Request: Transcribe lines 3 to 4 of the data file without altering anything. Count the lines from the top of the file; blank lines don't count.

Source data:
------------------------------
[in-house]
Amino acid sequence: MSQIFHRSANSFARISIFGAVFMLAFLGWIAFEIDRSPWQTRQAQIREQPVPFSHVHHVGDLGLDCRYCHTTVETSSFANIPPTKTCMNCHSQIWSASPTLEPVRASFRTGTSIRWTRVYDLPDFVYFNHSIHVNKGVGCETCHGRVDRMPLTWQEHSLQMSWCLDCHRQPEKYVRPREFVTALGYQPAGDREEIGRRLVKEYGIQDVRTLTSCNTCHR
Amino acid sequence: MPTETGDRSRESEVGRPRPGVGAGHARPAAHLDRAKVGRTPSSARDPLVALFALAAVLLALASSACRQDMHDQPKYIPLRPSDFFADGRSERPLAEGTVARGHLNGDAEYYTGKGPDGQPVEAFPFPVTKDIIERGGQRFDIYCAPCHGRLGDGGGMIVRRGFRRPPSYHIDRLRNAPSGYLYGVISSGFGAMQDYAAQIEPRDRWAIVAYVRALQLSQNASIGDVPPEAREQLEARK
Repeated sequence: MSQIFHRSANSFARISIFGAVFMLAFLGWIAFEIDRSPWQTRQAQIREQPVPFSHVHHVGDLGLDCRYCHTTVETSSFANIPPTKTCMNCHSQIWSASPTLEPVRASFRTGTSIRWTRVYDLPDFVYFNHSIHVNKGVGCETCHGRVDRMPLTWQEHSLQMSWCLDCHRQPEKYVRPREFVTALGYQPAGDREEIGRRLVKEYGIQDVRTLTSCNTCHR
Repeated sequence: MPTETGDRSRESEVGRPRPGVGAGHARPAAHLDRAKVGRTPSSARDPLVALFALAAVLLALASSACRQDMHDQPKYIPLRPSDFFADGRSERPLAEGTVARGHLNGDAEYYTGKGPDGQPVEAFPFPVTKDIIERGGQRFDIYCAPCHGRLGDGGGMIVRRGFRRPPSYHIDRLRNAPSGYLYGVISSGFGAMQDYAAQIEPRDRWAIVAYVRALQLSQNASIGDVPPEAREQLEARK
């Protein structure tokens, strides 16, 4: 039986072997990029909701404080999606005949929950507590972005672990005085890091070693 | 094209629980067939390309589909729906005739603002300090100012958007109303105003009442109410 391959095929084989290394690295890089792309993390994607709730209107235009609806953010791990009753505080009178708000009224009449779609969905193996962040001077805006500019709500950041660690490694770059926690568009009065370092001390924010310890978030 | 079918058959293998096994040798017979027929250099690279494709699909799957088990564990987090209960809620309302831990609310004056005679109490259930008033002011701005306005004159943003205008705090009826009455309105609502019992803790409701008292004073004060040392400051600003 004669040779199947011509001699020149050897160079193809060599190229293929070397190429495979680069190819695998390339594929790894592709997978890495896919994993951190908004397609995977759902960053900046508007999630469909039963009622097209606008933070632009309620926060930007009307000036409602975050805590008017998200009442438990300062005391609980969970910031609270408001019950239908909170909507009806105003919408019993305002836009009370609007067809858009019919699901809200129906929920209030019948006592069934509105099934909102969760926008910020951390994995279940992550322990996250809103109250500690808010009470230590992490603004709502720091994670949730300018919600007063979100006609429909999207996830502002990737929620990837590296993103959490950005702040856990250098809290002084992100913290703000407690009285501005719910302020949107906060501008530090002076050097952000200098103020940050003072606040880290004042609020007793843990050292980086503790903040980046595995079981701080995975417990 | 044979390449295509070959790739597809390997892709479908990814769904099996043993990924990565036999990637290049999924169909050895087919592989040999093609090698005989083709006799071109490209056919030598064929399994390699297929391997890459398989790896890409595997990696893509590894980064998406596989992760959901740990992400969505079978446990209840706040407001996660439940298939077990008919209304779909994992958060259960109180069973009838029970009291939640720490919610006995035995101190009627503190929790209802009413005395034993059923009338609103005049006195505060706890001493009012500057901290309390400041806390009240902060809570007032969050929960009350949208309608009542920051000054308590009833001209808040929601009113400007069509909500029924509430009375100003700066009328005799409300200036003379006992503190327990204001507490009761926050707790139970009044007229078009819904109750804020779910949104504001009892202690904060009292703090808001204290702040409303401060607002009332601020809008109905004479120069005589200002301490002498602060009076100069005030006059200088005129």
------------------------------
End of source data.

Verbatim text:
Amino acid sequence: MPTETGDRSRESEVGRPRPGVGAGHARPAAHLDRAKVGRTPSSARDPLVALFALAAVLLALASSACRQDMHDQPKYIPLRPSDFFADGRSERPLAEGTVARGHLNGDAEYYTGKGPDGQPVEAFPFPVTKDIIERGGQRFDIYCAPCHGRLGDGGGMIVRRGFRRPPSYHIDRLRNAPSGYLYGVISSGFGAMQDYAAQIEPRDRWAIVAYVRALQLSQNASIGDVPPEAREQLEARK
Repeated sequence: MSQIFHRSANSFARISIFGAVFMLAFLGWIAFEIDRSPWQTRQAQIREQPVPFSHVHHVGDLGLDCRYCHTTVETSSFANIPPTKTCMNCHSQIWSASPTLEPVRASFRTGTSIRWTRVYDLPDFVYFNHSIHVNKGVGCETCHGRVDRMPLTWQEHSLQMSWCLDCHRQPEKYVRPREFVTALGYQPAGDREEIGRRLVKEYGIQDVRTLTSCNTCHR